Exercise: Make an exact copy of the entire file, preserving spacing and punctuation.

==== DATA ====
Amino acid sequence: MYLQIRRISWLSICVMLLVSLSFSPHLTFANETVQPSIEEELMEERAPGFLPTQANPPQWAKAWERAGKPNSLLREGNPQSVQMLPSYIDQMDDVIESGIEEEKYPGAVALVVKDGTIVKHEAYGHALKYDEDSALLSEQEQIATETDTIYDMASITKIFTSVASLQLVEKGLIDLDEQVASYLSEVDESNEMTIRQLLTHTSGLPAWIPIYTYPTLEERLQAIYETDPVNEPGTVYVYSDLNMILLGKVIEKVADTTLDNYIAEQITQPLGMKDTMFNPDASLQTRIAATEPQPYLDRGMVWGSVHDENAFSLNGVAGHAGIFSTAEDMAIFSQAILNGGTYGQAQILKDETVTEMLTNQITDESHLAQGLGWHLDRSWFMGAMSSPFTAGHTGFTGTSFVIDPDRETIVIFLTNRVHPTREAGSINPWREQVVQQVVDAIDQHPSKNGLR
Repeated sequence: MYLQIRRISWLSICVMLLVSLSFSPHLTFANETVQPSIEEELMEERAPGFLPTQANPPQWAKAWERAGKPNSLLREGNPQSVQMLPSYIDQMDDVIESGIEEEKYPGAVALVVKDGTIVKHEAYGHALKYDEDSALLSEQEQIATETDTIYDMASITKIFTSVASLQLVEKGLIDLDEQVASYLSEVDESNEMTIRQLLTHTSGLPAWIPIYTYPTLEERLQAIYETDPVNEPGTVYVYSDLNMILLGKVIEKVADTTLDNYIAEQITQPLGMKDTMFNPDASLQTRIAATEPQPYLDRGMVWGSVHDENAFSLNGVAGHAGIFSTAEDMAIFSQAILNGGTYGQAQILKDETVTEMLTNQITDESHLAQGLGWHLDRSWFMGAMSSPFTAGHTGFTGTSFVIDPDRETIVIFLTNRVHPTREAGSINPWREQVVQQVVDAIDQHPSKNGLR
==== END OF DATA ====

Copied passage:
Amino acid sequence: MYLQIRRISWLSICVMLLVSLSFSPHLTFANETVQPSIEEELMEERAPGFLPTQANPPQWAKAWERAGKPNSLLREGNPQSVQMLPSYIDQMDDVIESGIEEEKYPGAVALVVKDGTIVKHEAYGHALKYDEDSALLSEQEQIATETDTIYDMASITKIFTSVASLQLVEKGLIDLDEQVASYLSEVDESNEMTIRQLLTHTSGLPAWIPIYTYPTLEERLQAIYETDPVNEPGTVYVYSDLNMILLGKVIEKVADTTLDNYIAEQITQPLGMKDTMFNPDASLQTRIAATEPQPYLDRGMVWGSVHDENAFSLNGVAGHAGIFSTAEDMAIFSQAILNGGTYGQAQILKDETVTEMLTNQITDESHLAQGLGWHLDRSWFMGAMSSPFTAGHTGFTGTSFVIDPDRETIVIFLTNRVHPTREAGSINPWREQVVQQVVDAIDQHPSKNGLR
Repeated sequence: MYLQIRRISWLSICVMLLVSLSFSPHLTFANETVQPSIEEELMEERAPGFLPTQANPPQWAKAWERAGKPNSLLREGNPQSVQMLPSYIDQMDDVIESGIEEEKYPGAVALVVKDGTIVKHEAYGHALKYDEDSALLSEQEQIATETDTIYDMASITKIFTSVASLQLVEKGLIDLDEQVASYLSEVDESNEMTIRQLLTHTSGLPAWIPIYTYPTLEERLQAIYETDPVNEPGTVYVYSDLNMILLGKVIEKVADTTLDNYIAEQITQPLGMKDTMFNPDASLQTRIAATEPQPYLDRGMVWGSVHDENAFSLNGVAGHAGIFSTAEDMAIFSQAILNGGTYGQAQILKDETVTEMLTNQITDESHLAQGLGWHLDRSWFMGAMSSPFTAGHTGFTGTSFVIDPDRETIVIFLTNRVHPTREAGSINPWREQVVQQVVDAIDQHPSKNGLR